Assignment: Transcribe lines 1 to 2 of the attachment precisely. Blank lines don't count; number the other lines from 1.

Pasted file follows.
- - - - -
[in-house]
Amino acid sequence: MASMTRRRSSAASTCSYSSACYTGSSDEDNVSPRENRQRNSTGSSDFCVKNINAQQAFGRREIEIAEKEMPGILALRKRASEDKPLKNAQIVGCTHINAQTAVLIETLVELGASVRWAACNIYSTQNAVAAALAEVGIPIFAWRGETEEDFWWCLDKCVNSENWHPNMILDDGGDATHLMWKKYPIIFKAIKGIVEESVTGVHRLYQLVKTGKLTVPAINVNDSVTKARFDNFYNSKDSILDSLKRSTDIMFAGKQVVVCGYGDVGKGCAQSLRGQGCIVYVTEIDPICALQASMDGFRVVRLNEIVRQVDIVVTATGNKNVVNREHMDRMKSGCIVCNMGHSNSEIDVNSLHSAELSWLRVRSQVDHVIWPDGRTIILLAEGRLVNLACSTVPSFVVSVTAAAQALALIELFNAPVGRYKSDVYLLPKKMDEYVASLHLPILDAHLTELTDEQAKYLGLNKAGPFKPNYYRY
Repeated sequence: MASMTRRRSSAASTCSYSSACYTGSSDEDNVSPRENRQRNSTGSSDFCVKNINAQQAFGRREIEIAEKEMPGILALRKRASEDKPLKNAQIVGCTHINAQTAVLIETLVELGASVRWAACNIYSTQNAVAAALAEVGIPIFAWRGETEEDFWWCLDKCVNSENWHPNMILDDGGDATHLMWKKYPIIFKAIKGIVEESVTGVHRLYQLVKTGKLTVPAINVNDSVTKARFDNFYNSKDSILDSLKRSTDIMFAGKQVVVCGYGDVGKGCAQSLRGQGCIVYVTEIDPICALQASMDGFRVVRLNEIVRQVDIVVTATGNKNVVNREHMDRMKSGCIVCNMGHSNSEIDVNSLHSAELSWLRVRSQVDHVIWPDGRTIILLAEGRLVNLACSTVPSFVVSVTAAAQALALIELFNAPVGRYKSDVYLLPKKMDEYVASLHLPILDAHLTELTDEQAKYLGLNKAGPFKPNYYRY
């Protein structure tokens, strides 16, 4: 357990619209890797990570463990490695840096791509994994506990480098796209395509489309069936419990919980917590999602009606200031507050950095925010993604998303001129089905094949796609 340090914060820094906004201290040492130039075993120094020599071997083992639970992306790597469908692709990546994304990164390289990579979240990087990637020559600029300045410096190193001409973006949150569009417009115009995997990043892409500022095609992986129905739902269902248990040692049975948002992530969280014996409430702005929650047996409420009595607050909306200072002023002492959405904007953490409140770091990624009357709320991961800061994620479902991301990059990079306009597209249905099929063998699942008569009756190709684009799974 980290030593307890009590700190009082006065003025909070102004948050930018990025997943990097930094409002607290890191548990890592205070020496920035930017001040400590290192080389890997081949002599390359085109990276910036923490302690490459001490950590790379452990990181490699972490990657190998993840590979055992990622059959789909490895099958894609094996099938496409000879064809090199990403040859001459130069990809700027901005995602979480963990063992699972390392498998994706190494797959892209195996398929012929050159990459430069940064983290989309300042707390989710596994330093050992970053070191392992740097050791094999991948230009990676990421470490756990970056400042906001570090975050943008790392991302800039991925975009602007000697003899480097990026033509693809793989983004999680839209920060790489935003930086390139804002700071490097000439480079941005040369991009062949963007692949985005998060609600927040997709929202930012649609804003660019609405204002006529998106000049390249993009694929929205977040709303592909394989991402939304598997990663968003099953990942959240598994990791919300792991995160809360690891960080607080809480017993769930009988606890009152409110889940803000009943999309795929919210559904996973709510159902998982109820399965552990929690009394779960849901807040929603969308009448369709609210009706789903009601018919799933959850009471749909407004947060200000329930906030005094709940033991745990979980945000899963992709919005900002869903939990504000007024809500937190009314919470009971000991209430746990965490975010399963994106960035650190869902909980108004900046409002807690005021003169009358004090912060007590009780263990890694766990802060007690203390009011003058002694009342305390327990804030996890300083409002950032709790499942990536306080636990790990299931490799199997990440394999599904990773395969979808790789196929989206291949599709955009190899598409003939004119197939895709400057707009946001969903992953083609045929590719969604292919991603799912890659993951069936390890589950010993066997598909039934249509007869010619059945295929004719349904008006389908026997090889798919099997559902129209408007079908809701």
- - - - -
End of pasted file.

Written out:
[in-house]
Amino acid sequence: MASMTRRRSSAASTCSYSSACYTGSSDEDNVSPRENRQRNSTGSSDFCVKNINAQQAFGRREIEIAEKEMPGILALRKRASEDKPLKNAQIVGCTHINAQTAVLIETLVELGASVRWAACNIYSTQNAVAAALAEVGIPIFAWRGETEEDFWWCLDKCVNSENWHPNMILDDGGDATHLMWKKYPIIFKAIKGIVEESVTGVHRLYQLVKTGKLTVPAINVNDSVTKARFDNFYNSKDSILDSLKRSTDIMFAGKQVVVCGYGDVGKGCAQSLRGQGCIVYVTEIDPICALQASMDGFRVVRLNEIVRQVDIVVTATGNKNVVNREHMDRMKSGCIVCNMGHSNSEIDVNSLHSAELSWLRVRSQVDHVIWPDGRTIILLAEGRLVNLACSTVPSFVVSVTAAAQALALIELFNAPVGRYKSDVYLLPKKMDEYVASLHLPILDAHLTELTDEQAKYLGLNKAGPFKPNYYRY